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Nando (footballer, born October 1967)

  (Redirected from Fernando Muñoz)

Fernando Muñoz García (born 30 October 1967), known as Nando, is a Spanish retired footballer who played mostly as a central defender (right-footed, he was also utilized on the flank).

Personal information
Full name Fernando Muñoz García
Date of birth (1967-10-30) 30 October 1967 (age 51)
Place of birth Seville, Spain
Height 1.87 m (6 ft 1 12 in)
Playing position Centre back
Youth career
Senior career*
Years Team Apps (Gls)
1986–1988 Sevilla B 21 (0)
1987–1990 Sevilla 70 (0)
1990–1992 Barcelona 63 (0)
1992–1996 Real Madrid 49 (0)
1996–2001 Espanyol 123 (2)
Total 326 (2)
National team
1985 Spain U18 2 (0)
1989–1990 Spain U21 5 (0)
1990–1992 Spain 8 (0)
* Senior club appearances and goals counted for the domestic league only

During a 15-year professional career he appeared in 306 La Liga games, having represented four clubs, most notably Barcelona and Real Madrid.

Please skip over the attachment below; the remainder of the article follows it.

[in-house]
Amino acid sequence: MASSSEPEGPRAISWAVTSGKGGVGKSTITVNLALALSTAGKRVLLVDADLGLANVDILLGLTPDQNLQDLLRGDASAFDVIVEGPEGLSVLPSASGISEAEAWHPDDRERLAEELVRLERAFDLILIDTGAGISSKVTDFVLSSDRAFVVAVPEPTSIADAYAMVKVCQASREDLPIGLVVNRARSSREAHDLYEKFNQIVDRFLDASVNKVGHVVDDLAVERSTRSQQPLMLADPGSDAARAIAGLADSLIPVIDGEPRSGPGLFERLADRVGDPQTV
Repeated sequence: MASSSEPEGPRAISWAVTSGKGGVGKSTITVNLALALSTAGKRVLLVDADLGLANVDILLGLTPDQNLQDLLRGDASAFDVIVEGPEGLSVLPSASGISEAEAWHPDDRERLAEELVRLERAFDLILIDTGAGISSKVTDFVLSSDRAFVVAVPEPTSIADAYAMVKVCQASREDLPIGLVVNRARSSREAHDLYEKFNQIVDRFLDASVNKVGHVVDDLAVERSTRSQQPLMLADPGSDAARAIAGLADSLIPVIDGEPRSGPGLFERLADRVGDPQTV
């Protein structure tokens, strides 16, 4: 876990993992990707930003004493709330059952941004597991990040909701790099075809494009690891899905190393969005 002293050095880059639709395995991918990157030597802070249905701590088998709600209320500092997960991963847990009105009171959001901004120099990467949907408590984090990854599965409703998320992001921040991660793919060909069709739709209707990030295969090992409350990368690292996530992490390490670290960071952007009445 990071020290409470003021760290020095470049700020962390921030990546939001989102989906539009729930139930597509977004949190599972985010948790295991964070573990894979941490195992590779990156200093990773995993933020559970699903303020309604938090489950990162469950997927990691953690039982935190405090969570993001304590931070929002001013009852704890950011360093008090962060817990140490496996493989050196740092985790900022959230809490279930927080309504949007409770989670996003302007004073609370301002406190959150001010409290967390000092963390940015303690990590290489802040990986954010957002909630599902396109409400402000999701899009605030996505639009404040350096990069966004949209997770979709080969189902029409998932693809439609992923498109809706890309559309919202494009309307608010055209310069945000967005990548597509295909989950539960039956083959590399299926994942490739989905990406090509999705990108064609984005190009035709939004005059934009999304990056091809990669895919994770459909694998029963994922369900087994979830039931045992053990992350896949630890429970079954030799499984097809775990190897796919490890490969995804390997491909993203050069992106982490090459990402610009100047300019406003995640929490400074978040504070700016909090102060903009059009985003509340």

Club careerEdit

Born in Seville, Nando started his career with hometown's Sevilla FC, his first game being on 22 February 1987 in a 1–0 home win against Athletic Bilbao (90 minutes played). He left in the 1990 summer to join FC Barcelona – with the Andalusians having an option to rebuy – where he won the European Cup in 1992 and two La Liga titles in two seasons; at his new team, he reunited with former Sevilla defensive mate Ricardo Serna.[1]

Subsequently, Nando returned to Sevilla, but was immediately bought by Barça archrivals Real Madrid,[2] where he would spend three-and-a-half seasons with irregular playing time – 46 matches in his first two years combined, three in the following – before moving to RCD Espanyol in January 1996.[3] In the other Catalonia side he would play until the end of the 2000–01 campaign, scoring his only goals as a professional in the process.[4][5]

Nando retired in 2001, aged almost 34.

International careerEdit

Nando earned eight caps for the Spain national team, all while at Barcelona. His debut came on 12 September 1990 in a 3–0 friendly win over Brazil, in Gijón.[6]



External linksEdit